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Soc. Sci. 2017, 6(3), 108; doi:10.3390/socsci6030108

Disadvantaged Status and Health Matters Networks among Low-Income African American Women

1
Indiana University Network Science Institute, Indiana University—Bloomington, 1001 E State Road 45/46 Bypass, Bloomington, IN 47408, USA
2
Department of Sociology, University of Kentucky, 1515 Patterson Office Tower, Lexington, KY 40506, USA
*
Author to whom correspondence should be addressed.
Received: 30 June 2017 / Revised: 22 August 2017 / Accepted: 28 August 2017 / Published: 9 September 2017
(This article belongs to the Special Issue Social Networks and Mental Health)
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Abstract

A significant gap in current network research relates to understanding the factors that shape the health matters (HM) networks of marginalized, socially disadvantaged populations. This is noteworthy, given that these networks represent a critical resource for mitigating the adverse health effects of both acute and chronic strains associated with marginalized status. Further, research has suggested that the networks of such populations—especially low-income African American women—are unique, and may operate in substantively different ways than those of other groups. Using two waves of data from a sample of low-income African American women, this research identifies the demographic, health status, and health behavior measures at time one that correspond to HM network characteristics at time two, six months later. This study offers preliminary insights on the relationship between key sociodemographic and health status characteristics of low-income African American women and their HM networks, including criminal justice involvement. Findings reveal that though poorer health status and criminal justice involvement correspond to smaller health matters networks, they also correspond to more active and supportive networks. View Full-Text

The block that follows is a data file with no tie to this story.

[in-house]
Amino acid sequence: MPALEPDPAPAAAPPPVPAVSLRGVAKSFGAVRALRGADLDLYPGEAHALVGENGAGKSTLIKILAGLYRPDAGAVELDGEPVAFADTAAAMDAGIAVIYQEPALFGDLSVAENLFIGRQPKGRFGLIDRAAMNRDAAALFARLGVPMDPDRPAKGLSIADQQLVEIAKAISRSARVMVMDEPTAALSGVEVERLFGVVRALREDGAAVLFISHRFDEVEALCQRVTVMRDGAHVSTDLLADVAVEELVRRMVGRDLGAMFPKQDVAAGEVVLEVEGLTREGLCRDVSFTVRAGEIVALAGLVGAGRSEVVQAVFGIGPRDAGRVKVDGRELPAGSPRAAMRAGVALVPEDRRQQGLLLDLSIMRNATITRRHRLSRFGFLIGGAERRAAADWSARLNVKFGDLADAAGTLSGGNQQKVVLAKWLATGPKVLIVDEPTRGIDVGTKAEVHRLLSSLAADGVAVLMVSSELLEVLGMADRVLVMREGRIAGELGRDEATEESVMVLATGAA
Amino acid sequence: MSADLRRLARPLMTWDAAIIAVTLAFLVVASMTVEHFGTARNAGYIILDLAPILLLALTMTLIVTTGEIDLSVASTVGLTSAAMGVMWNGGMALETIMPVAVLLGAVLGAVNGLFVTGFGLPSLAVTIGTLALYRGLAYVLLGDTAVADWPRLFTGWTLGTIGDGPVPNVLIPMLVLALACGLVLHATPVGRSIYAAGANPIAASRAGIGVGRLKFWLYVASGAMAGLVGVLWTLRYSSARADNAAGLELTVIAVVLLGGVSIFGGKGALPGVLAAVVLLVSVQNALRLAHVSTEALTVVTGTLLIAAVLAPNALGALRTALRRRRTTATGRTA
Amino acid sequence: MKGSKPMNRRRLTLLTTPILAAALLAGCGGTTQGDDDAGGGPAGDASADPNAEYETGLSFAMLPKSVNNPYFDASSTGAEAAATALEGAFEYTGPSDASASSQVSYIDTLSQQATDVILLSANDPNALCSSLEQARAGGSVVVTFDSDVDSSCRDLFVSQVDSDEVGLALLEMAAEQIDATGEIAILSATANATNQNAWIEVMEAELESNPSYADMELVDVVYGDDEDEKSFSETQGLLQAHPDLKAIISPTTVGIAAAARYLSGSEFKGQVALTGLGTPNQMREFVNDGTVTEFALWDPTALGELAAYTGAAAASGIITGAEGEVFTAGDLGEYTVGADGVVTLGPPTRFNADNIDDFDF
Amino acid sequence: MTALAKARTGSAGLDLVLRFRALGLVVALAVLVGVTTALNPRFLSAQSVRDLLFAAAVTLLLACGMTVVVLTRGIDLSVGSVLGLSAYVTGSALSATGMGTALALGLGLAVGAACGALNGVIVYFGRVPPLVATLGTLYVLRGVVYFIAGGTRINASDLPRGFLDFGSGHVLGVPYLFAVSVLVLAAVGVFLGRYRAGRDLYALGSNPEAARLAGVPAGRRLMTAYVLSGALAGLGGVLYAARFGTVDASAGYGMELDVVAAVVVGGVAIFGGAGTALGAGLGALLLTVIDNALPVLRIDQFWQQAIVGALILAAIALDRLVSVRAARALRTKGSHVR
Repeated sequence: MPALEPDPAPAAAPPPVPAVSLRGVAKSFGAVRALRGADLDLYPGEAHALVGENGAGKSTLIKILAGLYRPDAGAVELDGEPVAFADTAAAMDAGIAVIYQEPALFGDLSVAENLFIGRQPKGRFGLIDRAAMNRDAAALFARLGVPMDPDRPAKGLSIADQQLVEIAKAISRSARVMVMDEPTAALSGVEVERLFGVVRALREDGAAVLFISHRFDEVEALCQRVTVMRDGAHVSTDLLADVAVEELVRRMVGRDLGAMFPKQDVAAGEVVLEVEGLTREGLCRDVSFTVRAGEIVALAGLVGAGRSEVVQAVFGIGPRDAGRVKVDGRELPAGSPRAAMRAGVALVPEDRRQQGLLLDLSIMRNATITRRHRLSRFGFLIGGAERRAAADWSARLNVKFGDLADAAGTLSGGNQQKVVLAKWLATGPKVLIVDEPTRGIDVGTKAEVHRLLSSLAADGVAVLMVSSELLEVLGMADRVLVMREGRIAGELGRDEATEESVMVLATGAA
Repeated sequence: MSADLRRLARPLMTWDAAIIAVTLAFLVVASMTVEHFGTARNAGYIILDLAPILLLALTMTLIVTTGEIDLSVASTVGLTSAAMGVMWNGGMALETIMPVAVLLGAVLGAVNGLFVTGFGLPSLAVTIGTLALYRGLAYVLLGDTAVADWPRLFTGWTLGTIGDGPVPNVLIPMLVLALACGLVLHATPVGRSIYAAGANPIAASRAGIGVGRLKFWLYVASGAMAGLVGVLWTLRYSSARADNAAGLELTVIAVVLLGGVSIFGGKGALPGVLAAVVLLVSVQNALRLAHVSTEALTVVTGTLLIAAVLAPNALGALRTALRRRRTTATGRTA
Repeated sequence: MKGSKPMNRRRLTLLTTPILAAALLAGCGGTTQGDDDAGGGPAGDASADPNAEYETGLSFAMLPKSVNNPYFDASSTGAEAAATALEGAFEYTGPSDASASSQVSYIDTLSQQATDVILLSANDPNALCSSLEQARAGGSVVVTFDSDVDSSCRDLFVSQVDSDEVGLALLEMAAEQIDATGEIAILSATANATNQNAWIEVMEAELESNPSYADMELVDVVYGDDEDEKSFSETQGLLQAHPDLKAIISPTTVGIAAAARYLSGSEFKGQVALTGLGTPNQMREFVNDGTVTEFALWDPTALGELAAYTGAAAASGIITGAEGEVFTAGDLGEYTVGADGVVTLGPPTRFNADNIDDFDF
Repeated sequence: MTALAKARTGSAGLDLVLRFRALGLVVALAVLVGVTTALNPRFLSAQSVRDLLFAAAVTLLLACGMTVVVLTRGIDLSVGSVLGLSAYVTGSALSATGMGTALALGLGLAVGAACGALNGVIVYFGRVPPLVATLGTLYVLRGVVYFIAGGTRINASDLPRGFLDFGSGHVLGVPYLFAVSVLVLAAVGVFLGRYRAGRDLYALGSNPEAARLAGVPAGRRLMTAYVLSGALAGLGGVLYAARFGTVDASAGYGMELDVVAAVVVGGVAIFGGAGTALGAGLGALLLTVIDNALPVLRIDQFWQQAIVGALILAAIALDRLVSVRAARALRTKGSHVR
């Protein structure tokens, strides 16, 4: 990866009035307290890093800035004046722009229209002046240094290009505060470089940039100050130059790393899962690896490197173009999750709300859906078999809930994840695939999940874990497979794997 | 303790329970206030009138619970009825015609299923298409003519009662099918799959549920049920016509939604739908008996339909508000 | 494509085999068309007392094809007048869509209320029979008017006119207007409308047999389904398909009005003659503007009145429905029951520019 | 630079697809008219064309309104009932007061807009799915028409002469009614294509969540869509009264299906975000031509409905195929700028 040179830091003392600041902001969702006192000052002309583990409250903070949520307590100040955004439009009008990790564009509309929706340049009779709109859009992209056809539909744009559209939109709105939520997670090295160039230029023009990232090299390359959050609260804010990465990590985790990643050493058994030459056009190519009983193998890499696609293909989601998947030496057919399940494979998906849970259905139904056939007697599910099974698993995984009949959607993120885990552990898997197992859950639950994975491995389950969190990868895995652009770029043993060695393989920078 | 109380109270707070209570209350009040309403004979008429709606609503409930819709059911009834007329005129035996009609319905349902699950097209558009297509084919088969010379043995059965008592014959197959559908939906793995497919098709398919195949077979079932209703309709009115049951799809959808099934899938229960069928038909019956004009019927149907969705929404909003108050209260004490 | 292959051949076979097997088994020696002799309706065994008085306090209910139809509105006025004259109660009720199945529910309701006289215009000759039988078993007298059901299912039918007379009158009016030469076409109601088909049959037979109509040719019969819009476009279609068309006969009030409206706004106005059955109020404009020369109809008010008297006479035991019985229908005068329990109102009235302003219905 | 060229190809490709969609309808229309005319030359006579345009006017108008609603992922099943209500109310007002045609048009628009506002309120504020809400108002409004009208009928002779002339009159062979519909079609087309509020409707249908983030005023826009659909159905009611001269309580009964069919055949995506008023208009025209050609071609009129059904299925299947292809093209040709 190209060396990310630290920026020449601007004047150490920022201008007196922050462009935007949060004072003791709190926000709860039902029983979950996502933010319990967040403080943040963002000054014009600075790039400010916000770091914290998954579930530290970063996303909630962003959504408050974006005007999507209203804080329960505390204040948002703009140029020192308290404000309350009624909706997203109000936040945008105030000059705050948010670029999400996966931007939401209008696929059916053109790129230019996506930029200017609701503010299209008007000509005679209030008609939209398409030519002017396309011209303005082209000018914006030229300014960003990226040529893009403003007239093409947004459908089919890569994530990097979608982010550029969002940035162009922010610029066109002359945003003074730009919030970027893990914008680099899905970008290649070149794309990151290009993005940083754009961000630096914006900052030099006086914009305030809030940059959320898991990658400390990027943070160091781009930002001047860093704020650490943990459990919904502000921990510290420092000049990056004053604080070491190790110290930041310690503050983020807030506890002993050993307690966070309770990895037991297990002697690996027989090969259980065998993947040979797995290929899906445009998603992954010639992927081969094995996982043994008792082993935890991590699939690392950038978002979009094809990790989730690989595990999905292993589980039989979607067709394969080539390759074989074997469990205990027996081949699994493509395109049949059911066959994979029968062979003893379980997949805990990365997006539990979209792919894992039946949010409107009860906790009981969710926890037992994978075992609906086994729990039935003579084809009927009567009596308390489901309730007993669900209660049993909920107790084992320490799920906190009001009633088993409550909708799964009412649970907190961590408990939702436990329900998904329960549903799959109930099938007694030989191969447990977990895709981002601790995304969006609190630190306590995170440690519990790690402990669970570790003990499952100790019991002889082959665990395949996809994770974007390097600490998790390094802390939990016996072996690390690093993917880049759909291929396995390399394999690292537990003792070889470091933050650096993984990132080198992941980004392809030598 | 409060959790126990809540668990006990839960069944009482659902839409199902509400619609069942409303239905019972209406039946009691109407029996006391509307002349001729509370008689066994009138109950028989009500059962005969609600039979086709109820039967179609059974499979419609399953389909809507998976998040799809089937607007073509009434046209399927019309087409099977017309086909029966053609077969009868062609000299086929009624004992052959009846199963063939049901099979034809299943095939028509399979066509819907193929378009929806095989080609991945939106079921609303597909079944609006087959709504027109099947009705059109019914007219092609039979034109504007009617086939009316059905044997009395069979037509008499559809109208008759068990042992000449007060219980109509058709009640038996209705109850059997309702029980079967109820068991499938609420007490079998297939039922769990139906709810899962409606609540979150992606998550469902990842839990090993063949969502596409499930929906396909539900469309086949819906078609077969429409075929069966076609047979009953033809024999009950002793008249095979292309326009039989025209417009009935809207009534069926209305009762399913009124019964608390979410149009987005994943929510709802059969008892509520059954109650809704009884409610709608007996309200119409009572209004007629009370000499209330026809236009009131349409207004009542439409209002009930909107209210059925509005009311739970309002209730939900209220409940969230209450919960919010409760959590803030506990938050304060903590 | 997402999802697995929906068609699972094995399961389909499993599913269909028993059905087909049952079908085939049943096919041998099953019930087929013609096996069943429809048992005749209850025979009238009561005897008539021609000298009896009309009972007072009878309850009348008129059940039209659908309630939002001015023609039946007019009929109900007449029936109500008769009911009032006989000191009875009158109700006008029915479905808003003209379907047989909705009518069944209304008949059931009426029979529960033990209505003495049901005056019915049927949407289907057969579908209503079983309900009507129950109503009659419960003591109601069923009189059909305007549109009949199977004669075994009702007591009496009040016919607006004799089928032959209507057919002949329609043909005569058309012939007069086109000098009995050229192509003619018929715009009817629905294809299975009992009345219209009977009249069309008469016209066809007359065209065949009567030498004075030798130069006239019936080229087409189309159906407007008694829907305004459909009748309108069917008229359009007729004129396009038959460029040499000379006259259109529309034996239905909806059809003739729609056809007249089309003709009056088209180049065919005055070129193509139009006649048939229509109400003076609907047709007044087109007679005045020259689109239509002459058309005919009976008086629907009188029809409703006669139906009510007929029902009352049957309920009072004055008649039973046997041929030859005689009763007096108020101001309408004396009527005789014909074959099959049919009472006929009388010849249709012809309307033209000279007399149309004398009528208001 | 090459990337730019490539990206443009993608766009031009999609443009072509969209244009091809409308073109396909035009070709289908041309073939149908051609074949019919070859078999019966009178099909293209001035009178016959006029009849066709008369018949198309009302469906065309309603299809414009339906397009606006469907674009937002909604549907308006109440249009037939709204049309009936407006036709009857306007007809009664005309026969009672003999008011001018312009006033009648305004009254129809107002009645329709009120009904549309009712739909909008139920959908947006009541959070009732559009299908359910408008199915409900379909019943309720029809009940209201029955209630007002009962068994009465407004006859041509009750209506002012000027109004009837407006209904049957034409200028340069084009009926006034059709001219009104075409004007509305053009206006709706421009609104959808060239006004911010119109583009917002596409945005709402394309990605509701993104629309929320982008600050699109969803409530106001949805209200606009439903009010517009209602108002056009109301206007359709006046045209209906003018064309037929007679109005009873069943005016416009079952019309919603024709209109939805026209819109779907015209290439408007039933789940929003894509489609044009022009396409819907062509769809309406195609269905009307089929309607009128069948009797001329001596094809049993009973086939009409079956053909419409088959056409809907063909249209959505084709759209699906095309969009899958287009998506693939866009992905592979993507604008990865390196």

Keywords: health matters networks; egocentric networks; African Americans; substance use; mental health; criminal justice status health matters networks; egocentric networks; African Americans; substance use; mental health; criminal justice status
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This is an open access article distributed under the Creative Commons Attribution License which permits unrestricted use, distribution, and reproduction in any medium, provided the original work is properly cited. (CC BY 4.0).

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Pullen, E.; Oser, C. Disadvantaged Status and Health Matters Networks among Low-Income African American Women. Soc. Sci. 2017, 6, 108.

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